Digital marketing is growing like never before. Brands pay millions of rupees to attract the audience with the help of influencer marketing on social media and Unilever, the world’s 2nd-biggest advertiser is trying to make online marketing more transparent to get better results.
With the transformation of internet platforms such as Facebook and Instagram, people have discovered new professions in which influencers and agencies are earning big by posting about products and services brands provide. But, researches have revealed that the audience numbers are being achieved by purchasing followers. This is a big concern for brands because they cant achieve their goals with a fake audience.
Chief marketing officer (CMO) of Unilever, Keith Weed has decided to pledge that the company will never appoint someone who encourages buying followers. Marketing experts will also It will also contact social media platforms to take required actions against such activities.
“Trust comes on foot and leaves on horseback, and we could very quickly see the whole influencer space be undermined. There are lots of great influencers out there, but there are a few bad apples spoiling the barrel and the trouble is, everyone goes down once the trust is undermined.”
Weed said in an interview.
This announcement can be a result of Weed’s past experience after which he decided to pull investment from digital platforms such as Facebook and Google because he thinks that their data is not correct. Unilever is creating fewer ads as it used to do and is looking to tie up only with trusted names.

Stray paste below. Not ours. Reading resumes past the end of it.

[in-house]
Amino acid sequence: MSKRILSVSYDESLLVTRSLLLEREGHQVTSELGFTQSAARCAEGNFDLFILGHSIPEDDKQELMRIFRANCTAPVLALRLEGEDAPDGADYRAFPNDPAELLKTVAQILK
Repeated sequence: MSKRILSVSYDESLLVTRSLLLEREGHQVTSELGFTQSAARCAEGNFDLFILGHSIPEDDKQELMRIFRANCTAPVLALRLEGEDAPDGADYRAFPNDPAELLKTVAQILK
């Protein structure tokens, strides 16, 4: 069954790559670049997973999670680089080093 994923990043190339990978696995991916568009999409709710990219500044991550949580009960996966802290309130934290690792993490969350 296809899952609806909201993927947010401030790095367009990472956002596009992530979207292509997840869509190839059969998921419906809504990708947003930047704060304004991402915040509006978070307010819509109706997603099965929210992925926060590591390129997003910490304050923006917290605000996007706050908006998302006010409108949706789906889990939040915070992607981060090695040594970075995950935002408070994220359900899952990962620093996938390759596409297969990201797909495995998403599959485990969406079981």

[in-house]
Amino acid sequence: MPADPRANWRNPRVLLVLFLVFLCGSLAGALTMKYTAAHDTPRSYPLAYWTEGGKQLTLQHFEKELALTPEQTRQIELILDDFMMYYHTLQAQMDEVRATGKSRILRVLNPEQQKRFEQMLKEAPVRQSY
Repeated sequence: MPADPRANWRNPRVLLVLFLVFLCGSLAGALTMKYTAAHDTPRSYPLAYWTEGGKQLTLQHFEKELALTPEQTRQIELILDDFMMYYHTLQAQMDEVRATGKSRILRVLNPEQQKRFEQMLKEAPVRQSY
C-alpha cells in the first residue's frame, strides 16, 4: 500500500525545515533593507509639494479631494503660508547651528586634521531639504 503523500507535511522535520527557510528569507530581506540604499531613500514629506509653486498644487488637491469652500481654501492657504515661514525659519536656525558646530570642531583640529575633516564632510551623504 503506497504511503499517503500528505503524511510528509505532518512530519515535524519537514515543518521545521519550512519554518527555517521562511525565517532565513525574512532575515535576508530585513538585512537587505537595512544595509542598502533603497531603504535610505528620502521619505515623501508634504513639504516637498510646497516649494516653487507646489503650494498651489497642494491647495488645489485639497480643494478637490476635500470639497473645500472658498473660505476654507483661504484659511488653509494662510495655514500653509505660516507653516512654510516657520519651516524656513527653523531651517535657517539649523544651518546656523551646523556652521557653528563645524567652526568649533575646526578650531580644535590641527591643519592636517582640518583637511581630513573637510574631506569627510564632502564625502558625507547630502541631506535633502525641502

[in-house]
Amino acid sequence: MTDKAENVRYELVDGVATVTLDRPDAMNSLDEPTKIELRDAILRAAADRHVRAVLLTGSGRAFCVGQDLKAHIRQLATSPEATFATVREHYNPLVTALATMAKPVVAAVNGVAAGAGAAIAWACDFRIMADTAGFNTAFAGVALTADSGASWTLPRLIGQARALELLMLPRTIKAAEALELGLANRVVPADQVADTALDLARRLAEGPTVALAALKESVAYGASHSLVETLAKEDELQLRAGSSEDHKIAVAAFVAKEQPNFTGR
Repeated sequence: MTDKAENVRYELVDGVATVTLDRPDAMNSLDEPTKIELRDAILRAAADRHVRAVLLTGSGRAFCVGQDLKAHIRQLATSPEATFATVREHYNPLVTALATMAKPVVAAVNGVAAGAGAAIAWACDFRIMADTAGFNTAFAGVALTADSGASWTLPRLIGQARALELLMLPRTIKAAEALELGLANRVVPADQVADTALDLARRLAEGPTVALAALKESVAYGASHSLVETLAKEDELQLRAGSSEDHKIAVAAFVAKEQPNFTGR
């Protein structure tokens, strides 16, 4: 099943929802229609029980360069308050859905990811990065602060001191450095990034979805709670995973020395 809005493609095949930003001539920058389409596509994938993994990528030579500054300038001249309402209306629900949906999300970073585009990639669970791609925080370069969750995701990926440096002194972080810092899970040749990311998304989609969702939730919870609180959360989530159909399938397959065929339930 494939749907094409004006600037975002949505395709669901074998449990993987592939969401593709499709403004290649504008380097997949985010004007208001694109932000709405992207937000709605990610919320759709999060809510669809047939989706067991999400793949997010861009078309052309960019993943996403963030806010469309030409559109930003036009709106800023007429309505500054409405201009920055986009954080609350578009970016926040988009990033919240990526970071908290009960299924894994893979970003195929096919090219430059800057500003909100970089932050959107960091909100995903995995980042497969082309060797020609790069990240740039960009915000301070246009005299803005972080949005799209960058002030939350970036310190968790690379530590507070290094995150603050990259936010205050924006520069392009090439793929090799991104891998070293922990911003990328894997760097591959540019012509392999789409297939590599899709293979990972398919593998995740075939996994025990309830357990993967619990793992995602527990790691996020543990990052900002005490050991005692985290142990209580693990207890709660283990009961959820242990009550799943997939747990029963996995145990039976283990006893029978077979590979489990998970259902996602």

How fake results are generated?
This can be done by multiple ways and companies mostly use bots and softwares that like or comment on posts giving the impression of popularity or engagement. According to Weed, as many as 40 percent of influencers have been involved in such cases, sometimes even celebs didn’t know this.
Cons of fake audience
This not only misleads the online users to buy wrong products but also creates a bad image of the brand. Brands are losing money and customers are not getting relevant products.
A research done by Rakuten Marketing reveals that some UK marketers were willing to pay influencers more than $100,000 for a single post and a micro-influencer with around 10,000 followers earns near to $2000 for advertising a brand.
Interestingly, Unilever spent $8.9 billion on marketing last year out of which only a few millions were spent on influencer marketing. This number will increase if the company solves the issue of fake audience.